Video game veteran Shahid Ahmad has had quite a career. He's perhaps best known for his incredible work at Sony Computer Entertainment Europe, where he helped nurture over 100 different games, but has been involved in games development for decades. He started off in 1982 at PSI Software Designers before moving on to B.I.T.S., Virgin Interactive Entertainment and Hasbro Interactive – and, since leaving Sony in 2015, has worked at Double Eleven and Team17, and currently works as a mentor in the realm of software development.
Ahmad is this week's guest on Simon Parkin's excellent My Perfect Console podcast, where he asks developers and celebrities to name five games they'd include on their ideal gaming system. As well as discussing his five games, Ahmad also runs through his career to date, outlining his often difficult upbringing in London to his emergence as one of Britain's most prolific "bedroom coders".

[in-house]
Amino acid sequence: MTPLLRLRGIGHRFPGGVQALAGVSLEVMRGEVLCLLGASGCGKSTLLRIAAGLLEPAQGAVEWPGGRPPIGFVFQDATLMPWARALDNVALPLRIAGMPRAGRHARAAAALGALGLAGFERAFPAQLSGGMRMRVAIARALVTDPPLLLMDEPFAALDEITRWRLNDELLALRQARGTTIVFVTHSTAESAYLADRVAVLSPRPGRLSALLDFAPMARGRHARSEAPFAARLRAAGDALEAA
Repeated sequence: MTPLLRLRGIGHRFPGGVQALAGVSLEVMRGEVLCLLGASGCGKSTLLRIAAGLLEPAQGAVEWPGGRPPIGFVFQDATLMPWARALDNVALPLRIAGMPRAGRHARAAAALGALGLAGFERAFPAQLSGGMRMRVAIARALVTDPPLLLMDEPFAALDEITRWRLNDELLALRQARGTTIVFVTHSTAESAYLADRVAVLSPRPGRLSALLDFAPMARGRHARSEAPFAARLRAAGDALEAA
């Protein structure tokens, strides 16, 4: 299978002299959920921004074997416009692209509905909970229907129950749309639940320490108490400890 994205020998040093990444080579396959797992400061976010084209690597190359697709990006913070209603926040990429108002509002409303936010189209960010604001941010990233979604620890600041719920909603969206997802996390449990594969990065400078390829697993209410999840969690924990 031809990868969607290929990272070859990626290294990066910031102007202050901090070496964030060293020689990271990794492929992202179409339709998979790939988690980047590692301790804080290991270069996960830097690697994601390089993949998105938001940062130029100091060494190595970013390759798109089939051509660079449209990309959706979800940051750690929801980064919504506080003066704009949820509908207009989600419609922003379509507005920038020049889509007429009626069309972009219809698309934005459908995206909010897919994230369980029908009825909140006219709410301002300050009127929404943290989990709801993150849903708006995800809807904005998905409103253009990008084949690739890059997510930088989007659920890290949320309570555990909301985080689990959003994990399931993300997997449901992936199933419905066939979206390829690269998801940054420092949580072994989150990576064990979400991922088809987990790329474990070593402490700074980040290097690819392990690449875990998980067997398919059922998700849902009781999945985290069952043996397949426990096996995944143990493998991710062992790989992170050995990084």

During this meteoric rise – which would arguably culminate in him joining Sony and commissioning the likes of No Man's Sky and Hellblade – Ahmad worked with Ultimate Play The Game, the legendary studio which would eventually evolve into Rare.
Having ported Jet Set Willy to the C64 – a title which would go on to sell a million copies but only pocketed him £4,000 – Ahmad worked with Tim and Chris Stamper to convert their ZX Spectrum title Nightshade to Commodore's computer. This led to a conversation in which the siblings pitched the idea of Ahmad bringing his next game, Pandora, to Ultimate. However, Ahmad reveals that he had a "gentlemen's agreement" with Telecomsoft (which had published his previous hit, Chimera) so he turned the pair down.
"I felt like I absolutely had to honour that obligation," he tells Parkin. "It's one of the biggest regrets – if not the biggest regret – of my career. It sounds weird that I'm talking about a point in my life where I feel like I did the right thing, and I regret it. That doesn't happen often. You don't always get punished for doing the right thing, but you do sometimes."
We'd highly recommend that you check out the podcast – and the whole My Perfect Console series – as soon as you're able.